Social Media vs. Face-to-Face CommunicationSocial Media vs. Face-to-Face Communication

It’s a familiar and seemingly logical argument: social media is making us less social. We are addicted to our phones at the expense of going out into the real world and interacting with other people.

And according to Jeffrey Hall, professor of communication studies and director of the Communication and Technology Lab at the University of Kansas, the concept even has a name: social displacement hypothesis.

“The social displacement hypothesis is perhaps the best-known, long-standing explanation for where time spent using new technologies comes from, from the Internet to texting and now social media,” Hall said in a 2022 press release.

But he is not convinced that this is true.

The facts about social media use

It is true that the use of social media has increased in the last years. In 2021, approximately 72 percent of US adults visited at least one social media platform. Compare that to just 5 percent in 2005.

Younger generations are still leading the trend, but those aged 65 and over are the fastest-growing demographic of social media users – doubling in numbers since 2013.

Most Americans also use social media on a daily basis. Seventy percent say they log on to Facebook at least once a day, while only 12 percent admit to using the platform less than once a week.

The social displacement argument claims that all this social media use is reducing our personal interactions. “[But] the best available evidence suggests that this is simply not the case,” says Hall.

Read more: Social media can change the way you communicate

Decline in face-to-face communication?

In a recent study published in the journal Current Opinion in Psychology last year, Hall and co-author Dong Liu of China’s Renmin University in Beijing set out to find an alternative explanation.

The pair analyzed government data on the duration and frequency of face-to-face communication between people in Australia, the UK and the US between 1995 and 2021.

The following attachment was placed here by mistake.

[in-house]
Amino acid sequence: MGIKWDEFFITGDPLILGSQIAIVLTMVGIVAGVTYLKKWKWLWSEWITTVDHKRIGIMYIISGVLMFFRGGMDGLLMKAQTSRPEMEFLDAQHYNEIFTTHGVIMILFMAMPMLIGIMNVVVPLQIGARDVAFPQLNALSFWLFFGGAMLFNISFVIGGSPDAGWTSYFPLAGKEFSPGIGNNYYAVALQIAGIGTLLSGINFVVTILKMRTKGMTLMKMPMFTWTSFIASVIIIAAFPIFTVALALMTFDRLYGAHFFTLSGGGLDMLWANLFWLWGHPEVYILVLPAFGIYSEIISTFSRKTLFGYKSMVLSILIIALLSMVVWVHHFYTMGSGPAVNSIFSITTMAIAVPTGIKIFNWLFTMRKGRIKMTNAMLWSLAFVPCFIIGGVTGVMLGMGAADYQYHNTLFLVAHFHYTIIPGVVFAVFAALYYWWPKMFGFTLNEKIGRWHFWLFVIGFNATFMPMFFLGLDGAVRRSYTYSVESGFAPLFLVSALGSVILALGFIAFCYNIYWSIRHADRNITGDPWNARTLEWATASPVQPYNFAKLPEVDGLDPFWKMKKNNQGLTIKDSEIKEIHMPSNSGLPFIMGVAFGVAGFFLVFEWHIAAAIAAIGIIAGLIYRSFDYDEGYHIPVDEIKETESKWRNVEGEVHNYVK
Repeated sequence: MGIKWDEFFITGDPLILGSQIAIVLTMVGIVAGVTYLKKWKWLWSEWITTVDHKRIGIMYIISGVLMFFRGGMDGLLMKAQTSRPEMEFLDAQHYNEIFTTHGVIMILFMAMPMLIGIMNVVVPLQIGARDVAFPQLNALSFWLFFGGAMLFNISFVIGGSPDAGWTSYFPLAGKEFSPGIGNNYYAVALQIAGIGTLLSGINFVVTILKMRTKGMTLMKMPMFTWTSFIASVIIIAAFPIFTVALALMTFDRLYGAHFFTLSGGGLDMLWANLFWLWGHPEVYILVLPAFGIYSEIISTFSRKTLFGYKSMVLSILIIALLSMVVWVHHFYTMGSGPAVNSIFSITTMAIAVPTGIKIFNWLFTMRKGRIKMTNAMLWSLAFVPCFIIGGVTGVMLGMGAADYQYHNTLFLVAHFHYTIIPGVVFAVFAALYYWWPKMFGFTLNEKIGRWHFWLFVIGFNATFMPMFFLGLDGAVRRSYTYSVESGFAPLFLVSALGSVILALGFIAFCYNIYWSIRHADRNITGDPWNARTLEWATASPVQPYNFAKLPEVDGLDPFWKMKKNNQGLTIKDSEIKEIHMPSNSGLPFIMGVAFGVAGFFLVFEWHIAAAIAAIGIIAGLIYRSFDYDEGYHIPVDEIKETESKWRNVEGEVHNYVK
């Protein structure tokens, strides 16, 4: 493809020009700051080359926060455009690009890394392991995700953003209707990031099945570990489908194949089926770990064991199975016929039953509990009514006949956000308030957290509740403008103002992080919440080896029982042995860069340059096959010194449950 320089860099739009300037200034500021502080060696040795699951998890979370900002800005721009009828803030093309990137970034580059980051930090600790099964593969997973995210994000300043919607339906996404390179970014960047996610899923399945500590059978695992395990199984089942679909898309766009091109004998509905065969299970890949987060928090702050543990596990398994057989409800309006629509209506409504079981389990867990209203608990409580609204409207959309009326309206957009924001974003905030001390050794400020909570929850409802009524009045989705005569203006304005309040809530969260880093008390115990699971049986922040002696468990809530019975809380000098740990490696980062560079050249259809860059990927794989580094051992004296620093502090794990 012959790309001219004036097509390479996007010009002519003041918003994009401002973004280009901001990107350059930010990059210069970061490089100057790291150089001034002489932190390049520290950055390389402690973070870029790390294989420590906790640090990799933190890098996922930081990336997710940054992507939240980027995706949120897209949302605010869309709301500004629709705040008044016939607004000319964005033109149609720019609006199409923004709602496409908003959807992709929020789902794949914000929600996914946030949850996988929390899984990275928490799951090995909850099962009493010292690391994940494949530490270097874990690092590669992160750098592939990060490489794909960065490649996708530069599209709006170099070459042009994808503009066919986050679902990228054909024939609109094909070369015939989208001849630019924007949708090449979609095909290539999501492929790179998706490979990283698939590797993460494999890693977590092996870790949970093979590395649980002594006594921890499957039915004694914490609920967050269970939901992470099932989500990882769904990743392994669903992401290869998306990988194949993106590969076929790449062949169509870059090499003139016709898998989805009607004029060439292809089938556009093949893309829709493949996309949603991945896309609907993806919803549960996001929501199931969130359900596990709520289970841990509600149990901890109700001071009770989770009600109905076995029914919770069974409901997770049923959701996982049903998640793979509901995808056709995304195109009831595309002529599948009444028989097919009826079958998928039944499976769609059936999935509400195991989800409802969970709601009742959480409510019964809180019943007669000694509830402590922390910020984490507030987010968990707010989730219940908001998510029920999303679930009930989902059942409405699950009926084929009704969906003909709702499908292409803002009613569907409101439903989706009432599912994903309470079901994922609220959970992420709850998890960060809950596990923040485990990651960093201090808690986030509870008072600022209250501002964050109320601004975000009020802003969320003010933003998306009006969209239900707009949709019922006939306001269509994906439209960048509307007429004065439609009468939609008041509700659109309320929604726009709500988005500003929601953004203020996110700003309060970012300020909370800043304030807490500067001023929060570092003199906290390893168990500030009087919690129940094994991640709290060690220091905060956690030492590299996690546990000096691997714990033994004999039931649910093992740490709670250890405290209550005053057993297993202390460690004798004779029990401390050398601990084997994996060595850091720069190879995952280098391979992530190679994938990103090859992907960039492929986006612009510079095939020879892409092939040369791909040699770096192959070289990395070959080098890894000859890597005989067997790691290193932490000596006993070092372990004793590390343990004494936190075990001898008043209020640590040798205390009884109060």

The data show that all three countries did experience a similar decline in real social exchange during this time. And while the COVID-19 restrictions had a serious impact, the downward movement of in-person socialization predated the pandemic.

And 2018 survey of social media use, for example, surveyed 1,000 teenagers and found that in 2012, their preferred way to communicate with each other was face-to-face. Just six years later, this was no longer the case.

But Hall and Liu argue that social media is not to blame for these changes. In fact, they concluded that there is very little evidence of a causal relationship between social media use and a reduction in real-world socialization at all.

Read more: Social media has a negative impact on the mental health of teenagers

Effects of social media

So where does everyone find time to scroll through TikTok and watch YouTube videos and what are the effects of the growth of social media?

After analyzing the numbers, Hall and Liu argue that the benefit of social media is happening at the expense of more traditional media use – such as radio or television. It can also reduce time spent working or doing housework.

Of course there still is something else reasons to worry about the increasing use of social media and the decrease in personal interactions.

Other Hall studies have suggested, for example, that social media may make us feel more lonely. And there is evidence that only one a quality conversation with a friend a day can increase well-being.

So every now and then it might be worth putting YouTube aside and instead embracing a movie night in front of a traditional TV with family or friends.

Read more: What is a social media cleanse?

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